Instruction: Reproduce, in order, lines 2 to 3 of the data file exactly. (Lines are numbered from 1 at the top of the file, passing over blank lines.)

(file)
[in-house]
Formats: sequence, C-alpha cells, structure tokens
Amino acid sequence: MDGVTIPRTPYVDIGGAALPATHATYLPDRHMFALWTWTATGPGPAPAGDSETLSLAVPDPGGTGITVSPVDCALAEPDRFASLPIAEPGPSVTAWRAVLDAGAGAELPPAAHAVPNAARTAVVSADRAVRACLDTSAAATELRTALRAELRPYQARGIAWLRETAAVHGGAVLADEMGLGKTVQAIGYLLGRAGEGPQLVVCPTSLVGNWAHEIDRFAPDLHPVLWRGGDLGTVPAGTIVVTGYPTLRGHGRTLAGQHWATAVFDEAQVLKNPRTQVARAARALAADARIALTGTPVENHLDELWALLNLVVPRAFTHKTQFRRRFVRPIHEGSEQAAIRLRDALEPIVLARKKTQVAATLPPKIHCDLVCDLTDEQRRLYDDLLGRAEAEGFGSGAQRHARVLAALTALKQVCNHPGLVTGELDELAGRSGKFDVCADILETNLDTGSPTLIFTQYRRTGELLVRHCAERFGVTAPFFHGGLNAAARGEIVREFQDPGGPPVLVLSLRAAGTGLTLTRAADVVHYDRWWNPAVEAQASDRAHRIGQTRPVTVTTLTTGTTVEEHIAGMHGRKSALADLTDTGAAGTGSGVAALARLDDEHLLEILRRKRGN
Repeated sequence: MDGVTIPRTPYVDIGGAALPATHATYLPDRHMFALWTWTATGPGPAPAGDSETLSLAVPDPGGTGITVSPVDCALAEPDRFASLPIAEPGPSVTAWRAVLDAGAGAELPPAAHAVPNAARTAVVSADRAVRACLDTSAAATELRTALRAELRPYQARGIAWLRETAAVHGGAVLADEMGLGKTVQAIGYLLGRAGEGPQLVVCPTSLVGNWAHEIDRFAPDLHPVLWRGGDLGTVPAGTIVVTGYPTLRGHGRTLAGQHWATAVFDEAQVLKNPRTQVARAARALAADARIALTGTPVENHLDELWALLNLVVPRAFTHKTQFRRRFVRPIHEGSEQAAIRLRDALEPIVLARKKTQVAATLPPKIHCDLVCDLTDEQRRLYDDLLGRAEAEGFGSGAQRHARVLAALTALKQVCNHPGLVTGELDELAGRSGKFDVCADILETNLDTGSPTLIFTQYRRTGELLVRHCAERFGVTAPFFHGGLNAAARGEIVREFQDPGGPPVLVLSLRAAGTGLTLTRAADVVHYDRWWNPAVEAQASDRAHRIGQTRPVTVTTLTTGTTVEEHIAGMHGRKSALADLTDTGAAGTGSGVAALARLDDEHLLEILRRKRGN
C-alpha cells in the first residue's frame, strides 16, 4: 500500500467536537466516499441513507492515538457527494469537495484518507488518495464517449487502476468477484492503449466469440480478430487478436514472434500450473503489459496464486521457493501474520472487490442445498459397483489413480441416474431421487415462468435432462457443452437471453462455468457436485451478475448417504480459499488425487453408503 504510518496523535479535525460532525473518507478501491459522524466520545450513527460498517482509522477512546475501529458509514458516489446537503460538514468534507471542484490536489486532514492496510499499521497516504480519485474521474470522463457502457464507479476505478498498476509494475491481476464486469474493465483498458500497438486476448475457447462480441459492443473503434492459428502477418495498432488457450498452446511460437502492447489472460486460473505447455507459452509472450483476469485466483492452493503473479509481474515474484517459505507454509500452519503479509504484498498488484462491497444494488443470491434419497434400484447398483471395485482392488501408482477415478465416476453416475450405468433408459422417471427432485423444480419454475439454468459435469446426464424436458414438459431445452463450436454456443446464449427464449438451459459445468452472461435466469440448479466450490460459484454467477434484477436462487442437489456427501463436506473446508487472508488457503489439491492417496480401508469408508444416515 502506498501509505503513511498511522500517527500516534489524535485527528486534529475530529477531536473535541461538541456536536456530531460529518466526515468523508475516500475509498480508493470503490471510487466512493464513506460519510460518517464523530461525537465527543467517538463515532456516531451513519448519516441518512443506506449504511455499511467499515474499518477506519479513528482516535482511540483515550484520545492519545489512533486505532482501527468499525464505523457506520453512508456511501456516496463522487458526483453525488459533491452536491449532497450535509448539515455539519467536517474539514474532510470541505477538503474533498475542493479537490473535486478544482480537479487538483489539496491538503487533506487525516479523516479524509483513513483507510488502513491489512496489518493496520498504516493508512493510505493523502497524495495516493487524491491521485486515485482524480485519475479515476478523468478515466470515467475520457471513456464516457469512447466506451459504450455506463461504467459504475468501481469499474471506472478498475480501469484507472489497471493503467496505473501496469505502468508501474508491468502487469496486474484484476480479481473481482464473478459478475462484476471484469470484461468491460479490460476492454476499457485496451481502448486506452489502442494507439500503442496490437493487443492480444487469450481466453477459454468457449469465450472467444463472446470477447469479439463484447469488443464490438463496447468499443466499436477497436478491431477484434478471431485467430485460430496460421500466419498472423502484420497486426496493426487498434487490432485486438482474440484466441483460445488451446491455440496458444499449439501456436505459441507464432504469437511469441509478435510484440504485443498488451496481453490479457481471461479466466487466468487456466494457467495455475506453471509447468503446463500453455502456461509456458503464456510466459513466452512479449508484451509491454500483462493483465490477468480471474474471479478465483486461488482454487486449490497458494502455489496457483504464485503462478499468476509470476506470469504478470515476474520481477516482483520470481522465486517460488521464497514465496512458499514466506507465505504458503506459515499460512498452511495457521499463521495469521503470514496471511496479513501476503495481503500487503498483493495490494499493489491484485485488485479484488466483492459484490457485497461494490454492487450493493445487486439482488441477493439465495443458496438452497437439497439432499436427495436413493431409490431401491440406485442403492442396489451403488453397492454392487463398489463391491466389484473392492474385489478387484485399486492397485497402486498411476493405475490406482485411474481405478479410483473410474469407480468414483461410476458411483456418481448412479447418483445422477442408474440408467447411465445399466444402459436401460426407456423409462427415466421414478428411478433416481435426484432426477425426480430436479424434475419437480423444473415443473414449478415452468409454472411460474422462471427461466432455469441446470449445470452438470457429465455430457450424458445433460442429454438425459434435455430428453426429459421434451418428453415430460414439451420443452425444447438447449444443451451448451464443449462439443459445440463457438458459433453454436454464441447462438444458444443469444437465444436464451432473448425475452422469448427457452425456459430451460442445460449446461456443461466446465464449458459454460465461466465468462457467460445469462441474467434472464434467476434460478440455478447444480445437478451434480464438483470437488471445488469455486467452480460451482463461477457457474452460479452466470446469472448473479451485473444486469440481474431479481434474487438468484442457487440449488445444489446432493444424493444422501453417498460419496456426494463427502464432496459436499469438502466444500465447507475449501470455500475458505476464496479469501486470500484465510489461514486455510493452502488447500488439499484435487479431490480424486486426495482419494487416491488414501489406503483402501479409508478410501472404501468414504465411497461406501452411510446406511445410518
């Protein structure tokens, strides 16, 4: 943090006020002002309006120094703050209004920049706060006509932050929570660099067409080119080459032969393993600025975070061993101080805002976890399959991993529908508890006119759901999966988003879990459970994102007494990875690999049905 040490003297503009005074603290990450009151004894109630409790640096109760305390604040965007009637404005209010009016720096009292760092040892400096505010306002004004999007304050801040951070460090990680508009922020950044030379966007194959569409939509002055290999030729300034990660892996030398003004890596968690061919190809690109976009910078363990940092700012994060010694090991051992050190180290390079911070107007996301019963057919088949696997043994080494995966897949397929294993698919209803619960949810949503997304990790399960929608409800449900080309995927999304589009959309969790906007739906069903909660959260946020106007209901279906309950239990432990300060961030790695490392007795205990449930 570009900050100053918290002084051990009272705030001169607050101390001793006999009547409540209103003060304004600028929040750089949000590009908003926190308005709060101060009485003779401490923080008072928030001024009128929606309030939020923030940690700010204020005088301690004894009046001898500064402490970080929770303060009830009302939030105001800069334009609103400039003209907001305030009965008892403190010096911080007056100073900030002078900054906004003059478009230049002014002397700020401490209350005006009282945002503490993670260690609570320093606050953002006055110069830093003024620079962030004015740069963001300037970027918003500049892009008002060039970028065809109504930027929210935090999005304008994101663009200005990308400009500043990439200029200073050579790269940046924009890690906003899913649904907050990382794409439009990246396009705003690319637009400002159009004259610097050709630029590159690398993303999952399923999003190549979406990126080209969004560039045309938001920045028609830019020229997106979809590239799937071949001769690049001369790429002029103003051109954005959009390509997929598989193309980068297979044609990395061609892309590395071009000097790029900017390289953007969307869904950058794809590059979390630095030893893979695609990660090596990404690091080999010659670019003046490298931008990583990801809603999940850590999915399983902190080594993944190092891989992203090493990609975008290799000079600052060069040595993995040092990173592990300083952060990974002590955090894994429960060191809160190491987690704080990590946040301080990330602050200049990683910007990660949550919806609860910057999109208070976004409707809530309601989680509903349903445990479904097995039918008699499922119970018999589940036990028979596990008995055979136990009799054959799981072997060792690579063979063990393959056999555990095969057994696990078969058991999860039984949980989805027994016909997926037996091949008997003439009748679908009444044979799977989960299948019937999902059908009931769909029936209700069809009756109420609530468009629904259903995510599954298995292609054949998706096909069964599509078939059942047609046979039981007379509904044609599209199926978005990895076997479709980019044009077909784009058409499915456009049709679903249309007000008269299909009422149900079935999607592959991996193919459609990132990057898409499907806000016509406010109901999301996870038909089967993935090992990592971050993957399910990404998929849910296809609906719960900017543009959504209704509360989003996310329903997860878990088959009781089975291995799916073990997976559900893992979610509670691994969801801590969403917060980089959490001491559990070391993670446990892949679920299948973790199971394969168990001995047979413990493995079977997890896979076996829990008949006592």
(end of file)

Formats: sequence, C-alpha cells, structure tokens
Amino acid sequence: MDGVTIPRTPYVDIGGAALPATHATYLPDRHMFALWTWTATGPGPAPAGDSETLSLAVPDPGGTGITVSPVDCALAEPDRFASLPIAEPGPSVTAWRAVLDAGAGAELPPAAHAVPNAARTAVVSADRAVRACLDTSAAATELRTALRAELRPYQARGIAWLRETAAVHGGAVLADEMGLGKTVQAIGYLLGRAGEGPQLVVCPTSLVGNWAHEIDRFAPDLHPVLWRGGDLGTVPAGTIVVTGYPTLRGHGRTLAGQHWATAVFDEAQVLKNPRTQVARAARALAADARIALTGTPVENHLDELWALLNLVVPRAFTHKTQFRRRFVRPIHEGSEQAAIRLRDALEPIVLARKKTQVAATLPPKIHCDLVCDLTDEQRRLYDDLLGRAEAEGFGSGAQRHARVLAALTALKQVCNHPGLVTGELDELAGRSGKFDVCADILETNLDTGSPTLIFTQYRRTGELLVRHCAERFGVTAPFFHGGLNAAARGEIVREFQDPGGPPVLVLSLRAAGTGLTLTRAADVVHYDRWWNPAVEAQASDRAHRIGQTRPVTVTTLTTGTTVEEHIAGMHGRKSALADLTDTGAAGTGSGVAALARLDDEHLLEILRRKRGN